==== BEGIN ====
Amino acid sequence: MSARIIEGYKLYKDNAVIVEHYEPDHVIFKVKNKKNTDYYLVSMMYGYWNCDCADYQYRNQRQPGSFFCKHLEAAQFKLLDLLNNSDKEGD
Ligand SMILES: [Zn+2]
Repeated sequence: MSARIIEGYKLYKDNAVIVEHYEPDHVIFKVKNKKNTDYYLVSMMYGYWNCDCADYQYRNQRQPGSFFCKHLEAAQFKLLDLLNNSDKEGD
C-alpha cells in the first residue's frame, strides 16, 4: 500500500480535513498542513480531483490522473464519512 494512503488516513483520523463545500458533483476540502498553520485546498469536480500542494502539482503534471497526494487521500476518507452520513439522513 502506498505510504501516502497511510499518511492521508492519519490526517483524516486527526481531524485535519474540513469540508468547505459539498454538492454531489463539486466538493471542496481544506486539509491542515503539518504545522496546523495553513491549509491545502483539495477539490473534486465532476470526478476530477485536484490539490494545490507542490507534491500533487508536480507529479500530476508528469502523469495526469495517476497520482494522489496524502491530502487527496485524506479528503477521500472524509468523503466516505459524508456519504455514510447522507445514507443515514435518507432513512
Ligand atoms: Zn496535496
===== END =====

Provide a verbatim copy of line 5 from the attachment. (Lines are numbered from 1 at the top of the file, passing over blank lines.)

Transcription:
Ligand atoms: Zn496535496